Skip to main content

Verified by Psychology Today

Salvation: Brain Biofeedback Begins

Ever wondered what playing a computer game with your brain is like?

This is part six of a weekly serialization of chapters from Salvation, a section of my book describing the hope that effective treatment brings. Part one is here. For the first time in over five and a half years and after standard rehab had made little change to my injury, I received a "yes" to my goal of healing my brain. Concussion Is Brain Injury: Treating the Neurons and Me begins at the start of my brain injury journey; the Salvation section begins the journey of restoring my neurons. This week, I make tentative steps into possible hope.


Chapter 9: Brain on Training Wheels

I woke up not feeling like a zombie.

I blinked. I looked around. Yes, I could see clearer, just like after my appointments with my psychologist. I effortfully raised myself. I was thirsty as heck. I craved water. My mind felt…like some cotton wool had been cleared out. By 2:00 p.m., I was fully awake. Really awake.

I had to do this again! I must remember to drink water after each session. But I couldn’t wait until the next day to try another session.

After breakfast, I grabbed my new Mind Alive device and its manual and hunted for another session to try. What to try? What to try? Oh, this one looked good. “Low Beta Perker with HRV” at 16 Hz, 2 Hz more than yesterday’s. I turned it on. Water! Sheesh. I went back and forth so many times from room to room, forgetting this, forgetting that, remembering, then immediately forgetting why I turned back. I didn’t need to go to a gym! Impatient to lift my brain out of its wool prison, impatient with myself for forgetting, I poured myself some water and returned. Time seemed to tick along slower than I felt. I felt like I’d been quick, only a minute, yet many minutes had inexplicably passed. It reminded me of how once a friend had said, “I can see you thinking.” That still made no sense to me. I shrugged off this confounding time differential between my inner clock and outer reality. I placed my water carefully on the table beside my chair and picked up the device before I sat on it. I turned it on again and succumbed to the light and sound show. Slight stimulation and no nap required.

I was in heaven.

Chapter 10: Biofeedback Begins and Lifeliner Ends

Shireen Jeejeebhoy
Every session begins with an assessment, as shown in this newer colour screen.
Source: Shireen Jeejeebhoy

Tuesday, September 6, 2005. The trainer’s nail-bitten fingers scrubbed my ears clean with the gritty cleanser that rubbed sharp little pains into my lobes and the top middle of my scalp. I cringed inwardly. I wasn’t going to complain, though. I didn’t have the patience to endure cleaning a second time. My mental clock ticked down the minutes as she checked the impedance. Every second counted to me.

She explained the first screen of the brain biofeedback software on the ancient, fat monitor, its greyness a hulk on the heavy desk. I threw all my effort into following her words. She said that the first thirty seconds were assessment. Just sit, and the computer would read my brainwaves. The seconds clunked by, like drops of liquid lead hanging off the tip of a dropper unable to fall. She clicked the stop recording button, and I sagged into the back of the chair.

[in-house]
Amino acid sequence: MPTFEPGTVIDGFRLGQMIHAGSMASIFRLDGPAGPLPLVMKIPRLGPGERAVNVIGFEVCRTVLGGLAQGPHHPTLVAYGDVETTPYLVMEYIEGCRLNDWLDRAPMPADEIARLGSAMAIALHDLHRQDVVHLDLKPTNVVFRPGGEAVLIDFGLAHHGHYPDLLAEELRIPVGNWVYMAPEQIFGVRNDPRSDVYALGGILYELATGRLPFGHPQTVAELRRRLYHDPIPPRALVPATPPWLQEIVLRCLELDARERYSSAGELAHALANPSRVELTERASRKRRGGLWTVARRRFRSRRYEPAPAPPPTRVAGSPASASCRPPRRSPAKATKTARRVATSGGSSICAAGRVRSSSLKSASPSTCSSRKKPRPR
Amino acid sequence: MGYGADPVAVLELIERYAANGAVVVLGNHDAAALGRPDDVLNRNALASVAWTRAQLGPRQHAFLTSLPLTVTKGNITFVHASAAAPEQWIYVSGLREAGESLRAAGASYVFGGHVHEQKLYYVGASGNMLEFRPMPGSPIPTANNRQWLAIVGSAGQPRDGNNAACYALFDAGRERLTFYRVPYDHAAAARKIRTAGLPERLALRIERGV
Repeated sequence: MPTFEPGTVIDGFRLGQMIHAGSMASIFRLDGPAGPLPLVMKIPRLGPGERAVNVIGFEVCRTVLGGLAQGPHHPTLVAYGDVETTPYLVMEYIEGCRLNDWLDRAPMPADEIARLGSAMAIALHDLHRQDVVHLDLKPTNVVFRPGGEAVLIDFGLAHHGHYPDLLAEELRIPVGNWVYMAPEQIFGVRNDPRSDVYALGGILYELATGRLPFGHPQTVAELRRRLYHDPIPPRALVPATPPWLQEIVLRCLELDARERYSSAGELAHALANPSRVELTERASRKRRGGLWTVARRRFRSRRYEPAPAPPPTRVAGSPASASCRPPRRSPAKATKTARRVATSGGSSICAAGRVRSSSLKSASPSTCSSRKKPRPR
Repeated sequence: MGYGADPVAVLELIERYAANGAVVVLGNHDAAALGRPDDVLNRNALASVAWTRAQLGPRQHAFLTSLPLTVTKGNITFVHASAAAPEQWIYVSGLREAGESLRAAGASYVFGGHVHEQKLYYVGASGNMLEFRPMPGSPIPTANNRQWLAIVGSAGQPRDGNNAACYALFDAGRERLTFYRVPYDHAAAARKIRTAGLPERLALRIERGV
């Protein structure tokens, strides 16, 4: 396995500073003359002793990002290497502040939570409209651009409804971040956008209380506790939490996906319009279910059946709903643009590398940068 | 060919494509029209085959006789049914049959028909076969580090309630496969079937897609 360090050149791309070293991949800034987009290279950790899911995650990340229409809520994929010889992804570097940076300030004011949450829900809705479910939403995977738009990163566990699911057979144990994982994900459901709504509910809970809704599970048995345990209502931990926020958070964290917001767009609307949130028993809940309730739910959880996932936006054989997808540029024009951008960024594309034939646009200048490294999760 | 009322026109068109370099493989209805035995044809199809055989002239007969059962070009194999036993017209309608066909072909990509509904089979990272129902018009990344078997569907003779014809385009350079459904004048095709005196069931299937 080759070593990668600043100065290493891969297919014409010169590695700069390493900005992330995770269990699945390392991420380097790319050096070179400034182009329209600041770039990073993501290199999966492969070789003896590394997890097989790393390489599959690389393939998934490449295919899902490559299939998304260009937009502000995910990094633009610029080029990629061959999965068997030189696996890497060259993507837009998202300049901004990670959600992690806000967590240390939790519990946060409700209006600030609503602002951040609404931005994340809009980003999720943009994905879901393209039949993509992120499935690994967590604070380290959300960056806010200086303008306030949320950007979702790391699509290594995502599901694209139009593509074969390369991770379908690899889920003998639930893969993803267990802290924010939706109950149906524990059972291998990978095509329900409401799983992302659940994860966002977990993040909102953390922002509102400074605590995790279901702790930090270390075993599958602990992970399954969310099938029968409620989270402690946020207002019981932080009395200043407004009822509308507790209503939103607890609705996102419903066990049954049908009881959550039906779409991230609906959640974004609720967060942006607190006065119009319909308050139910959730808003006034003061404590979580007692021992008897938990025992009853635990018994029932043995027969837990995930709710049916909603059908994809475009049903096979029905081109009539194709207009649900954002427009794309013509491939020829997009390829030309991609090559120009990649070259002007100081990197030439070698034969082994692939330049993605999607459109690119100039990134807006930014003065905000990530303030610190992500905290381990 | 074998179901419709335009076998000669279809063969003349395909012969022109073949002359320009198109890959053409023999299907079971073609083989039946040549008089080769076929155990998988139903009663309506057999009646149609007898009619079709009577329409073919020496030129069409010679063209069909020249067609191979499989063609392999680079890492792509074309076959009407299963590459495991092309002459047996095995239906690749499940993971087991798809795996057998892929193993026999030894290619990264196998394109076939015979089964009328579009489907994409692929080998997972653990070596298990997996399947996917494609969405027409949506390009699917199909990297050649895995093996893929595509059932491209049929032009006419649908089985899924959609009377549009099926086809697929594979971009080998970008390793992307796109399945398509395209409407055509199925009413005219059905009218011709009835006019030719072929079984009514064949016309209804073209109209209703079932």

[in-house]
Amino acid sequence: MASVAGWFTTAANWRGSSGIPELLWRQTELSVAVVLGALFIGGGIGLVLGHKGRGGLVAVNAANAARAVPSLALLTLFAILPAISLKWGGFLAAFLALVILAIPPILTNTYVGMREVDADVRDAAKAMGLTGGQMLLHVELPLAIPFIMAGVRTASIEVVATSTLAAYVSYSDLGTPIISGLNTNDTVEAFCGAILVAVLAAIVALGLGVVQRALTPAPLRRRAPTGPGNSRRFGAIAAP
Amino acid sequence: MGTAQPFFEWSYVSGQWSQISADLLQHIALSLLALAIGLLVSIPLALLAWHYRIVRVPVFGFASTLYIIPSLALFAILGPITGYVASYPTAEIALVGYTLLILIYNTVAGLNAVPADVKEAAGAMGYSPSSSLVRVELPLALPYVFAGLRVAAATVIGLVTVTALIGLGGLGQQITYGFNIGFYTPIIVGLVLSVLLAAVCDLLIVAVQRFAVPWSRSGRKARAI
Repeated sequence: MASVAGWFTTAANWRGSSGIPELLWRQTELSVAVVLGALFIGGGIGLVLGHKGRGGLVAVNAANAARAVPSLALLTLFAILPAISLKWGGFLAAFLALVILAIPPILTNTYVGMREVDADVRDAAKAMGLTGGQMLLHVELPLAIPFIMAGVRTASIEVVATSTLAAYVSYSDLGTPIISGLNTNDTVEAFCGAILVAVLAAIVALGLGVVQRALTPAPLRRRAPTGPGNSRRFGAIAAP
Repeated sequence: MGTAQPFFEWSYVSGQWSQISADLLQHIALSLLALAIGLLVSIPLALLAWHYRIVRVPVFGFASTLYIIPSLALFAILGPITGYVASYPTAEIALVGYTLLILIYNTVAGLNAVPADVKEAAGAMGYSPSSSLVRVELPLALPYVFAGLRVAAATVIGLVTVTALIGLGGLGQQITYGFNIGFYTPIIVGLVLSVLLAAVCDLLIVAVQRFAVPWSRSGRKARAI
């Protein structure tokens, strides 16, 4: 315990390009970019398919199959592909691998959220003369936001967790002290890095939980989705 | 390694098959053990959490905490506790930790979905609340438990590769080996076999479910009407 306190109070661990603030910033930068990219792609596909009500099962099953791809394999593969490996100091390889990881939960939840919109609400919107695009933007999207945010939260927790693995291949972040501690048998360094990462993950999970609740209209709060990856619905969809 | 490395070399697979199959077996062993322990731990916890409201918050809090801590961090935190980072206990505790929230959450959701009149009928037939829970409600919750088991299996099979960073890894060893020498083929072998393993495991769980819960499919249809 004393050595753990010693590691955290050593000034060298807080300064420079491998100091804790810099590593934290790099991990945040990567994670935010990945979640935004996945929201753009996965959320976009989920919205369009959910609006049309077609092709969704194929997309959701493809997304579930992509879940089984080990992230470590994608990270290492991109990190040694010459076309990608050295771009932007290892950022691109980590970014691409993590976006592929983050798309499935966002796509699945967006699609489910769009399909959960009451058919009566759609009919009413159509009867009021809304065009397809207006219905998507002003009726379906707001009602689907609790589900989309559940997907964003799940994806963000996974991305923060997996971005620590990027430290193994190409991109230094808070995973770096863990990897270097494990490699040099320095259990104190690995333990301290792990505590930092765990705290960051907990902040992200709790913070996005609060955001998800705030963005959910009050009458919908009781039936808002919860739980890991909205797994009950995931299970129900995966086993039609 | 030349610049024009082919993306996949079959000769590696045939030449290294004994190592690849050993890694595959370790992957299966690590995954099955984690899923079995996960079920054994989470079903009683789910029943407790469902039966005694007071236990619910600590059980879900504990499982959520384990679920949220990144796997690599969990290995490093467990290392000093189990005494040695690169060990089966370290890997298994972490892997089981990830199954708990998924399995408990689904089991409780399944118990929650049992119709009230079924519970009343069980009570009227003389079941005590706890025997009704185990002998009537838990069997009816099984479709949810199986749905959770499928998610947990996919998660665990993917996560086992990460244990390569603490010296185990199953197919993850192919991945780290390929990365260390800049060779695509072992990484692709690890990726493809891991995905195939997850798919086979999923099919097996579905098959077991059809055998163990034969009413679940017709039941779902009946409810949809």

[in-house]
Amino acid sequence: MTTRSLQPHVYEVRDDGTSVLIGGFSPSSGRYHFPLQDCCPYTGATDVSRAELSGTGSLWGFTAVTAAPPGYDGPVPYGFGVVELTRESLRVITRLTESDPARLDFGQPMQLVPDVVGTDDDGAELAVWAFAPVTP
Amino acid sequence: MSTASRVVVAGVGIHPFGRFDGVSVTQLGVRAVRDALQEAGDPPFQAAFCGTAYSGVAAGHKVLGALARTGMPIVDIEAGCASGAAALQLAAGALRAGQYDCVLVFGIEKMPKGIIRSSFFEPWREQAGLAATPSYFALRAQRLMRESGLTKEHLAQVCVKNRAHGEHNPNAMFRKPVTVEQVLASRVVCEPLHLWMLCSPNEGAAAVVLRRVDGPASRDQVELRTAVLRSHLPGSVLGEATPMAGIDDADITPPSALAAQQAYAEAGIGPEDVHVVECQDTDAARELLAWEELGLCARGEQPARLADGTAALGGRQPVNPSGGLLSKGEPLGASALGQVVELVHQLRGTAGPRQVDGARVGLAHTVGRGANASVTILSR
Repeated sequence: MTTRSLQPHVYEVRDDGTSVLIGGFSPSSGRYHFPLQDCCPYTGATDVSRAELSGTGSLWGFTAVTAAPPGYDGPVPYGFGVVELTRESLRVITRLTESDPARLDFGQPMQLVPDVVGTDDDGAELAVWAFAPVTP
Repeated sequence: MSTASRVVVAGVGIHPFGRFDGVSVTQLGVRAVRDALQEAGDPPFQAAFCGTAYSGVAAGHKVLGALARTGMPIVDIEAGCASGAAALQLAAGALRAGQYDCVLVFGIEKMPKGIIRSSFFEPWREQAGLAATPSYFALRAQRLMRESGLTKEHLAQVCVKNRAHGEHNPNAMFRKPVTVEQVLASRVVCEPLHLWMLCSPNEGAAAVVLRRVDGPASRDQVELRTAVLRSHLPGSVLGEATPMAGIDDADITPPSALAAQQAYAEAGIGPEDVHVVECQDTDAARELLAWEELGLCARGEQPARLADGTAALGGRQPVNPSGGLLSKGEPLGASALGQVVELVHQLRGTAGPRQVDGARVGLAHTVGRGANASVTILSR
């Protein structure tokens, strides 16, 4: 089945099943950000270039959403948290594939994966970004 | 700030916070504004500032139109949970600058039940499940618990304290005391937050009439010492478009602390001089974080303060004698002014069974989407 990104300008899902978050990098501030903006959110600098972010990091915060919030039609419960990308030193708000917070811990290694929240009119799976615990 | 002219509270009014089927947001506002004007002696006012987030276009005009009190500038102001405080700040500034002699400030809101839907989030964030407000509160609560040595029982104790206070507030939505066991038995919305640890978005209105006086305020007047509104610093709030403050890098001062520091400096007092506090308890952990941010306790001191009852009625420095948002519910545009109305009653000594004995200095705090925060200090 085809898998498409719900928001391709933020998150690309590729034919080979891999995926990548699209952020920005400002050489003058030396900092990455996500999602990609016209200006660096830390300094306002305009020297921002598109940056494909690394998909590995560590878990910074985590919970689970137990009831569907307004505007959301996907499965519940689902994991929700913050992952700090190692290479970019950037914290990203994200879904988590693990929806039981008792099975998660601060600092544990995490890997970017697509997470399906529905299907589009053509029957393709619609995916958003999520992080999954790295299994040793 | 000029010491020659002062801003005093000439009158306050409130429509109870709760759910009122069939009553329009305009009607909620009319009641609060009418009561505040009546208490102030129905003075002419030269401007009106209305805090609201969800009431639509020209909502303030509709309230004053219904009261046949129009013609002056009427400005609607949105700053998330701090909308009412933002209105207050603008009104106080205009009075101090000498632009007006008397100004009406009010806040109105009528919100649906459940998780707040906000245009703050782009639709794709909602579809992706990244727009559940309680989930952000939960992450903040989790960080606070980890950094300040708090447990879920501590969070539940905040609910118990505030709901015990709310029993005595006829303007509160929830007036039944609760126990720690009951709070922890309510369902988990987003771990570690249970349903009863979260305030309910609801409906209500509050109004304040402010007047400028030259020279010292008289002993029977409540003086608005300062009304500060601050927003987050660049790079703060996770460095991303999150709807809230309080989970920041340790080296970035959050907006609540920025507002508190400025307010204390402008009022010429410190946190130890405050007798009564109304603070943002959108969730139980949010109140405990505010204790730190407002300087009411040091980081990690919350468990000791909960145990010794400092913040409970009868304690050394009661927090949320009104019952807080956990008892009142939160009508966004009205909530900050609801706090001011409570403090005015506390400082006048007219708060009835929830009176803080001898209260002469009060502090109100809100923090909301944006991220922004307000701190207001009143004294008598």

My trainer—in my head, I called her my “brain trainer”—explained we would now enhance SMR at CZ using a neurofeedback screen. The acronyms sounded strange. CZ? She explained CZ was where the electrode was on the top of my head. I resisted raising my hand to touch it, fearing I would disrupt the connection and it wouldn’t read my brainwaves anymore and she wouldn’t know it and all the work would be for naught. I swallowed nervously as she asked me if I was ready. Yes. She clicked Record, and indicators went up and down. I stared at the screen. How was I supposed to do this? How could my brain control those indicators? And what was I supposed to do with them again?

She told me to relax my muscles. I followed her orders and forgot to think. That worked!

Suddenly, she clicked Stop, and it was over.

“Good!” she said. She wrote down the numbers from the screen as I wondered what I was doing.

I crawled home late: 6:00 p.m. I ate a salad and collapsed in front of Canadian Idol with a bowl of popcorn. Yet email sang out to me, and I had to check it. No matter how dog-tired I was, I needed to see if anyone knew I was still alive and wanted to talk to me or say hi. An email from Dad awaited me. He had written a letter about his children for the award I was spearheading in his name, his seventieth birthday gift, and had described me as a writer. He desired my feedback. The word “writer,” his laudatory words emblazoned themselves on my heart.

The phone rang. Glenda said, “You need to call yourself a writer.”

“How can I? I don’t get paid. I can’t work as one.”

“Because you are.”


“You have value,” Glenda told me. I nodded emptily at the wall.

The next day, I went to massage before my brain biofeedback appointment. My massage therapist kneaded and pushed my pain-filled muscles into some semblance of relaxation. The difference showed up on the computer when my brain trainer connected the electrodes to my ears and head and began recording thirty seconds of assessment. My scores were amazingly different! I felt chuffed. She told me that I was an excellent deep breather. Who knew? Until I arrived at the ADD Centre, I hadn’t seen the slow, sine curve beauty of my breathing on a computer screen. I was doing one thing right!

- To be continued next week.

Copyright ©2017-2018 Shireen Anne Jeejeebhoy. May not be reprinted or reposted without permission.

More from Shireen Jeejeebhoy
More from Psychology Today
More from Shireen Jeejeebhoy
More from Psychology Today